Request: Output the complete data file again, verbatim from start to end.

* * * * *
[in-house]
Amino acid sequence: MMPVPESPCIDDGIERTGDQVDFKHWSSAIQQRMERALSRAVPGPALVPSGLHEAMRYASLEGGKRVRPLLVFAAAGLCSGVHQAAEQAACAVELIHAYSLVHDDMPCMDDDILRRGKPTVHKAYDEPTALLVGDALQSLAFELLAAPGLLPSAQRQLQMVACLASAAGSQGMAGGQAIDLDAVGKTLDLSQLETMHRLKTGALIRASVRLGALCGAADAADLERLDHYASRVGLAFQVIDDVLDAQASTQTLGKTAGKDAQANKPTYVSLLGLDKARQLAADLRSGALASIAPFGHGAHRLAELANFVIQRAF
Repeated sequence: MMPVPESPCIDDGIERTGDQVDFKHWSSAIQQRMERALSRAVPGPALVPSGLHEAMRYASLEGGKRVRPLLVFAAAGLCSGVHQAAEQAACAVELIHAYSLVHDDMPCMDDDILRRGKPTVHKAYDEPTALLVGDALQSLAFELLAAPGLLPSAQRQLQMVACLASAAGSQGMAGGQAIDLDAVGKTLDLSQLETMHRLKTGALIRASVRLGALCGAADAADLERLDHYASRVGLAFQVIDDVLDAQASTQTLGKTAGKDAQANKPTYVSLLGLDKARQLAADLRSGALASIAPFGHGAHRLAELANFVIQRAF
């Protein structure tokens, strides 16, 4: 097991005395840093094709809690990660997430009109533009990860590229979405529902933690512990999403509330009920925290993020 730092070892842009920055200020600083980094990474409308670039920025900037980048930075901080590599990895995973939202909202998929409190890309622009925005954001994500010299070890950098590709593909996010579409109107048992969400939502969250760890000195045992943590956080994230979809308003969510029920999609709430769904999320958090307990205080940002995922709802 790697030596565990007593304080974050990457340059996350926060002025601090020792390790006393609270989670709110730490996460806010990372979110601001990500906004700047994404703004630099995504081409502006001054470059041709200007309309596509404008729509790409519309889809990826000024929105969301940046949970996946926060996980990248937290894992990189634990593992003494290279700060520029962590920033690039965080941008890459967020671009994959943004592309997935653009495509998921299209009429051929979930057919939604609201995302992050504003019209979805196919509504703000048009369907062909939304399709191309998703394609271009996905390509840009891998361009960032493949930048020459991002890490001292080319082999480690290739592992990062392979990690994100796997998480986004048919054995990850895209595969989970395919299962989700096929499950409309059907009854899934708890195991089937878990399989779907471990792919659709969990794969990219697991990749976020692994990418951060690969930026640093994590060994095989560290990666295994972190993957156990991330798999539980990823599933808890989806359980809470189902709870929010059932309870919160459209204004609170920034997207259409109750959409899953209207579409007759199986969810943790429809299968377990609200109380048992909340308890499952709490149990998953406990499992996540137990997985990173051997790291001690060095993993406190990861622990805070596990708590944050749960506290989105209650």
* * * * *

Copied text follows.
[in-house]
Amino acid sequence: MMPVPESPCIDDGIERTGDQVDFKHWSSAIQQRMERALSRAVPGPALVPSGLHEAMRYASLEGGKRVRPLLVFAAAGLCSGVHQAAEQAACAVELIHAYSLVHDDMPCMDDDILRRGKPTVHKAYDEPTALLVGDALQSLAFELLAAPGLLPSAQRQLQMVACLASAAGSQGMAGGQAIDLDAVGKTLDLSQLETMHRLKTGALIRASVRLGALCGAADAADLERLDHYASRVGLAFQVIDDVLDAQASTQTLGKTAGKDAQANKPTYVSLLGLDKARQLAADLRSGALASIAPFGHGAHRLAELANFVIQRAF
Repeated sequence: MMPVPESPCIDDGIERTGDQVDFKHWSSAIQQRMERALSRAVPGPALVPSGLHEAMRYASLEGGKRVRPLLVFAAAGLCSGVHQAAEQAACAVELIHAYSLVHDDMPCMDDDILRRGKPTVHKAYDEPTALLVGDALQSLAFELLAAPGLLPSAQRQLQMVACLASAAGSQGMAGGQAIDLDAVGKTLDLSQLETMHRLKTGALIRASVRLGALCGAADAADLERLDHYASRVGLAFQVIDDVLDAQASTQTLGKTAGKDAQANKPTYVSLLGLDKARQLAADLRSGALASIAPFGHGAHRLAELANFVIQRAF
């Protein structure tokens, strides 16, 4: 097991005395840093094709809690990660997430009109533009990860590229979405529902933690512990999403509330009920925290993020 730092070892842009920055200020600083980094990474409308670039920025900037980048930075901080590599990895995973939202909202998929409190890309622009925005954001994500010299070890950098590709593909996010579409109107048992969400939502969250760890000195045992943590956080994230979809308003969510029920999609709430769904999320958090307990205080940002995922709802 790697030596565990007593304080974050990457340059996350926060002025601090020792390790006393609270989670709110730490996460806010990372979110601001990500906004700047994404703004630099995504081409502006001054470059041709200007309309596509404008729509790409519309889809990826000024929105969301940046949970996946926060996980990248937290894992990189634990593992003494290279700060520029962590920033690039965080941008890459967020671009994959943004592309997935653009495509998921299209009429051929979930057919939604609201995302992050504003019209979805196919509504703000048009369907062909939304399709191309998703394609271009996905390509840009891998361009960032493949930048020459991002890490001292080319082999480690290739592992990062392979990690994100796997998480986004048919054995990850895209595969989970395919299962989700096929499950409309059907009854899934708890195991089937878990399989779907471990792919659709969990794969990219697991990749976020692994990418951060690969930026640093994590060994095989560290990666295994972190993957156990991330798999539980990823599933808890989806359980809470189902709870929010059932309870919160459209204004609170920034997207259409109750959409899953209207579409007759199986969810943790429809299968377990609200109380048992909340308890499952709490149990998953406990499992996540137990997985990173051997790291001690060095993993406190990861622990805070596990708590944050749960506290989105209650």